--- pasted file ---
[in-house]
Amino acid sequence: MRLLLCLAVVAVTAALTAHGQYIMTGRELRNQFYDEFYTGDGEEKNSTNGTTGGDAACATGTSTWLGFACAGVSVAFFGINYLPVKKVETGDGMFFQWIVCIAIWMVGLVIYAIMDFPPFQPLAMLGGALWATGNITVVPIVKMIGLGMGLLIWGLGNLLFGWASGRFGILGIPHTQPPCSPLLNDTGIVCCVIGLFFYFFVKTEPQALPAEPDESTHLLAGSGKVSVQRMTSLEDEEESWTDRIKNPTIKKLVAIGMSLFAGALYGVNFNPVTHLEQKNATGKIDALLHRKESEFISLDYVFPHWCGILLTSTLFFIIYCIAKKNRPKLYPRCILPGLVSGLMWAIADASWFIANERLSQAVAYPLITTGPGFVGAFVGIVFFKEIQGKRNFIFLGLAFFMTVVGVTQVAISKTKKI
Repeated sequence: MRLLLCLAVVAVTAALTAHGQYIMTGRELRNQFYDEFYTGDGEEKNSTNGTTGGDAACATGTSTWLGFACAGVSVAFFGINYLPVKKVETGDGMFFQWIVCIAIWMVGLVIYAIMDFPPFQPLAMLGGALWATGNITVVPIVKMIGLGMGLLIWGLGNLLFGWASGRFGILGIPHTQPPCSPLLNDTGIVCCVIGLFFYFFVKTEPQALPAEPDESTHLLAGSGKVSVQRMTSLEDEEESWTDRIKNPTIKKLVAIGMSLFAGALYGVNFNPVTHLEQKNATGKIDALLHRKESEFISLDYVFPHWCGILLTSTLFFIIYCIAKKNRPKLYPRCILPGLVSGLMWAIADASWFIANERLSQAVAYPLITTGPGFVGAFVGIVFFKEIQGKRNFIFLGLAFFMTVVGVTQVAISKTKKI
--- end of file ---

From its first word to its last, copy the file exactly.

[in-house]
Amino acid sequence: MRLLLCLAVVAVTAALTAHGQYIMTGRELRNQFYDEFYTGDGEEKNSTNGTTGGDAACATGTSTWLGFACAGVSVAFFGINYLPVKKVETGDGMFFQWIVCIAIWMVGLVIYAIMDFPPFQPLAMLGGALWATGNITVVPIVKMIGLGMGLLIWGLGNLLFGWASGRFGILGIPHTQPPCSPLLNDTGIVCCVIGLFFYFFVKTEPQALPAEPDESTHLLAGSGKVSVQRMTSLEDEEESWTDRIKNPTIKKLVAIGMSLFAGALYGVNFNPVTHLEQKNATGKIDALLHRKESEFISLDYVFPHWCGILLTSTLFFIIYCIAKKNRPKLYPRCILPGLVSGLMWAIADASWFIANERLSQAVAYPLITTGPGFVGAFVGIVFFKEIQGKRNFIFLGLAFFMTVVGVTQVAISKTKKI
Repeated sequence: MRLLLCLAVVAVTAALTAHGQYIMTGRELRNQFYDEFYTGDGEEKNSTNGTTGGDAACATGTSTWLGFACAGVSVAFFGINYLPVKKVETGDGMFFQWIVCIAIWMVGLVIYAIMDFPPFQPLAMLGGALWATGNITVVPIVKMIGLGMGLLIWGLGNLLFGWASGRFGILGIPHTQPPCSPLLNDTGIVCCVIGLFFYFFVKTEPQALPAEPDESTHLLAGSGKVSVQRMTSLEDEEESWTDRIKNPTIKKLVAIGMSLFAGALYGVNFNPVTHLEQKNATGKIDALLHRKESEFISLDYVFPHWCGILLTSTLFFIIYCIAKKNRPKLYPRCILPGLVSGLMWAIADASWFIANERLSQAVAYPLITTGPGFVGAFVGIVFFKEIQGKRNFIFLGLAFFMTVVGVTQVAISKTKKI